Brave New Boats
Industry Leaders Introduce a New Wave of Kayaks
Check your Chinese Calendar because 2008 must be the “Year of the New Boat.” It seems as if every major kayak manufacturer is coming out with new whitewater specific designs, making us wonder if the tides have shifted in the kayak industry. For the last several years, boat companies have been pouring their money and energy into recreation boat designs, often forsaking their whitewater lineage. Does the flood of new whitewater designs mean big manufacturers are finally getting back to their roots as whitewater boat companies? Not exactly.
“There are some great new whitewater designs this year, but the money is still in recreation boats,” says Sara Bell, owner of Green River Adventures in Saluda, N.C. “All of these companies are passionate about whitewater, but when you go to the bank and ask for money, they want to see boats that move. And flatwater boats move.”
According to Bell, when you’re talking about whitewater boat designs, less is more.
“Years ago, a lot of companies flooded the market with too many whitewater boats. The quality suffered and there were simply too many boats to choose from. Eventually, the used boat market killed the retail side of things. So the companies began reigning it in a bit.”
What this means for you, the kayak consumer, is that boat companies have become more careful about the designs they bring to the market. Proven boats that kayakers love stay in production longer and new boats go through rigorous testing and market planning before they hit the stores. BRO sifted through the new 2008 boat designs and found three new kayaks that are worth your attention.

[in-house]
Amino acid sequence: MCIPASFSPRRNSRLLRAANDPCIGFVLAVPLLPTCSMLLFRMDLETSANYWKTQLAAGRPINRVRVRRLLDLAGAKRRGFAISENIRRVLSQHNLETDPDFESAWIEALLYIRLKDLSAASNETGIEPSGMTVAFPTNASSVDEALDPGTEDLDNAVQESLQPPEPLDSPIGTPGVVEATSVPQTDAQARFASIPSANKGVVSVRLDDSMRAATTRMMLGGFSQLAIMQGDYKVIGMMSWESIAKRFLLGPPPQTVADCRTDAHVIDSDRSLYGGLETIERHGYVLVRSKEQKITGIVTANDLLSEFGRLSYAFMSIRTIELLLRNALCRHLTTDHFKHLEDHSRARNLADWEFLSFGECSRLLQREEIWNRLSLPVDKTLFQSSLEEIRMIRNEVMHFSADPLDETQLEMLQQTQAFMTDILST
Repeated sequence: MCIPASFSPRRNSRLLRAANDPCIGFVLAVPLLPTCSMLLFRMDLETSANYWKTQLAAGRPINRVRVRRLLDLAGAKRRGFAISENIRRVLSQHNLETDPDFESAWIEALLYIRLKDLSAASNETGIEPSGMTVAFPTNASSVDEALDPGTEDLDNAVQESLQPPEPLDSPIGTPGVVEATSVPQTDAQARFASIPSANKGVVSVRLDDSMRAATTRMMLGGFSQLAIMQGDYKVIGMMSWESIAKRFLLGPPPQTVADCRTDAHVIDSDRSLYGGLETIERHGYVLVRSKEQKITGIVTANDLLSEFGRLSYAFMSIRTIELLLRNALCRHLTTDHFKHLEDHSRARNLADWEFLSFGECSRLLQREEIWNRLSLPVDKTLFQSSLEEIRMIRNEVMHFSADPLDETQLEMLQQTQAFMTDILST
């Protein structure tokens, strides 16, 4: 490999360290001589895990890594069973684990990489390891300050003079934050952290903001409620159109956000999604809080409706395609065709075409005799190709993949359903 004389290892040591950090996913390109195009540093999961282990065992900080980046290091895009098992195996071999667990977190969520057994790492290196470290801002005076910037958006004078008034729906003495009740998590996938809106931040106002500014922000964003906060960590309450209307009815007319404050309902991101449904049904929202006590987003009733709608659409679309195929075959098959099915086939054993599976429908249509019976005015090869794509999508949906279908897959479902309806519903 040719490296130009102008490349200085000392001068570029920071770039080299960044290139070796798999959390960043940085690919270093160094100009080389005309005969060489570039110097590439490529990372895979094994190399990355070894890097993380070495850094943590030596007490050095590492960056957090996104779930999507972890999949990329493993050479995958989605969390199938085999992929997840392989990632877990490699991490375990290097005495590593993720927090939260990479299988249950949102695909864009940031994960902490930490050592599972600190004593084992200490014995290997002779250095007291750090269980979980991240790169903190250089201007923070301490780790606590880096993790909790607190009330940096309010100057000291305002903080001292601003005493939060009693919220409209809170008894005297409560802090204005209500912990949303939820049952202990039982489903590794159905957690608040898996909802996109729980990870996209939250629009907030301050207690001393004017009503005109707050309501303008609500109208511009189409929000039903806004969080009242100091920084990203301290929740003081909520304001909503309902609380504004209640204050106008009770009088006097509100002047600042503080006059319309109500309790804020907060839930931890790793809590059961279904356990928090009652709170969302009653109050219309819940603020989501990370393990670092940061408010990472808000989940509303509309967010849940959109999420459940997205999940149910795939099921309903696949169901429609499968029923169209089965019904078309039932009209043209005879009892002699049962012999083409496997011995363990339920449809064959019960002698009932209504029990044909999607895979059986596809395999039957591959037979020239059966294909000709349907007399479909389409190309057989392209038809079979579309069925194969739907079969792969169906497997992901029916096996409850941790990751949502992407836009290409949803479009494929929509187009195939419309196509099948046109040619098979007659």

PYRANHA EVEREST: EXPEDITION BOAT
Pyranha has done well with the Burn, which is undoubtedly the most popular creek boat on the market. Hang out at an eddy on the Green, and you’ll see a river full of Burns. Building on the Burn’s reputation, Pyranha is introducing the Everest, the company’s first ever “expedition” kayak. What’s an expedition kayak? Picture the Burn on steroids. The Everest is a creek boat based on the Burn’s design, only slightly bigger with a longer waterline and added volume in key areas, so paddlers can stow gear for multi-day trips. But the Everest isn’t a tug-boat. The same predictable handling creekers love about the Burn can be found in the Everest, even when it’s fully loaded with gear. Bigger boaters are even looking to the Everest as their day to day creek boat, given its larger size. $1,159.